Colloquial (casual) style
Colloquial (or casual) style is used in personal two-way everyday communication, which is maintained in the form of dialogue. The speech is casual, not prepared in advance. The presence of the interlocutor allows the speaker not to trouble himself with careful choice of language means. The speaker sees whether he is understood or not and gives explanations, if necessary. All kinds of changes in the voice and gestures give additional information. Therefore the speech is not as accurate as in writing: grammar rules are not very strictly observed, the vocabulary is not very rich, the pronunciation is careless, jerks and repetitions occur.
Besides, the speech is usually emotional. It must also be noted that this kind of speech varies with different speakers to a greater degree than within any other functional styles. The speech may be determined socially and regionally. All this predetermines the peculiarities in the use of language means which are not found in any other functional style. They are mostly all kinds of deviations (отклонение) from the standard caused by carelessness which accompanies the quick tempo of speech and excites of mind.
The peculiarities of this style are:
Phonological: careless pronunciation;
Morphological : contracted forms - it's, you've, we'll, she's, I'd , I've, he'd, etc.
1) The use of words and phrases typically colloquial : 1 take it (I understand it), a sort of, to be up to, etc.;
2) Words belonging to non-standard groups: slang, jargons, vulgarisms (damn, beastly, confounded, lousy);
3) Verbs with post-positions instead of their neutral counterparts: give up, give in, etc.
4) Words with a wide meaning: get, fix, thing, affair, business, stuff, etc.
6) Intensifying words: who-, what-, which-, where-, now-, why-, whenever-, or why on earth, who the devil, why the hell, after all, really indeed, certainly surely and the like;
8) The so-called "time fillers", or "fill ups", words without any meaning, used by the speaker to fill the gap when he is unable to find the proper words, for example: well, you see, so to say, and all, I mean, you know, you understand, or m-m, er-r.
1. Simple sentences, sometimes compound and complex.
2. No conjunctions in complex sentences,
4. Unfinished sentences.
5. Disjunctive sentences.
6. Questions with the direct word-order i.e. Scrooge knew Marley was dead? (Ch. Dickens).
7. Structures with a tautological subject, for example: He was a kind boy, Harry. Helen, she was here.
8. Structures with repetition and other kinds of emphasis: e.g. You are crazy, you are. Believe her, do
Most linguists distinguish two kinds of colloquial style: Literary colloquial style is intermediate between bookish and colloquial styles. It is employed when interlocutors do not know each other well, or speak about business or some other serious matter. On the one hand, it has features of bookish style, such as:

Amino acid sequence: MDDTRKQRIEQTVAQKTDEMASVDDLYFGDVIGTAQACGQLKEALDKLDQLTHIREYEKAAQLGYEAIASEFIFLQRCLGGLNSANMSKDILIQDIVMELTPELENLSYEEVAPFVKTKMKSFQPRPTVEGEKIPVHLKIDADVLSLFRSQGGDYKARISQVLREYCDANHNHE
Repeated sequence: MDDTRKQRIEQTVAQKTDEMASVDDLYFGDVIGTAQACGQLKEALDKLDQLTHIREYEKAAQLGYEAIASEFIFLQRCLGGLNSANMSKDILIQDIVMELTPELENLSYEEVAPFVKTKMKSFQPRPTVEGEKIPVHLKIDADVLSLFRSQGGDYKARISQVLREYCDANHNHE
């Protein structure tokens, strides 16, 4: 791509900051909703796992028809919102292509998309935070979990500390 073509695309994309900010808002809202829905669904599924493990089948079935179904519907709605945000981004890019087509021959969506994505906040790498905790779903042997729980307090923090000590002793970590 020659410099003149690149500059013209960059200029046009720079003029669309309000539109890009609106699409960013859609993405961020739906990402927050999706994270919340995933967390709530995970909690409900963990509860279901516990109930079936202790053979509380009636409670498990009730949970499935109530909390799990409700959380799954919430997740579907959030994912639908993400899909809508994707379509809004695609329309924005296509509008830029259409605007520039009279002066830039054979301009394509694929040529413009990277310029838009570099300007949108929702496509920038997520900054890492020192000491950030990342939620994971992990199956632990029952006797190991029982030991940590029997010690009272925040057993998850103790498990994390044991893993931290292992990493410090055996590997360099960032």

(a) Careful pronunciation;
(b) Bookish and foreign words are used occasionally, special colloquial vocabulary (slang, Jargon, etc.) is not used, as a rule;
(c) Correct sentence patterns.
On the other hand, it has peculiarities of colloquial style:
1. It is rather emotional and contains emotionally coloured word, such as:
b) words with emotive meaning acquired with the help of suffix -ie: Charlier, duckie, dearier, etc.;
2. contracted forms are frequently used;
3. sentence patterns, though built n strict accordance with grammar rules, are not very complicated. Most sentences are simple. Elliptical sentences are widely used. Familiar colloquial style is very free. It is less restricted by the rules of Standard English.
Consider your answers to the following questions:
1. Why is it difficult to classify functional styles?
2. How do functional styles differ from one another?
3. What are the common features of the functional styles?
4. Why is belles-letters style not recognized by some scholars?
5. What is understood by basic vocabulary?
6. What determines the choice of stylistically marked words in each particular situation?
7. Where are formal words used? Are learned words used only in books?
8. Which types of learned words, do you think, is especially suitable for verbal communication? Which is the least suitable and even undesirable?
9. In what situation are informal words used?
10.What are the main kinds of informal words?
11. What is the difference between colloquialisms and slang? What are their common features?
12. What are the main features of dialect words?
13. Give definition of lexical meaning. How does it differ from grammatical meaning?
14. Give definition of logical meaning.
15. Give definition of emotive meaning. What is the difference between logical and emotive meaning?
16. What is the difference between logical and nominal meaning?
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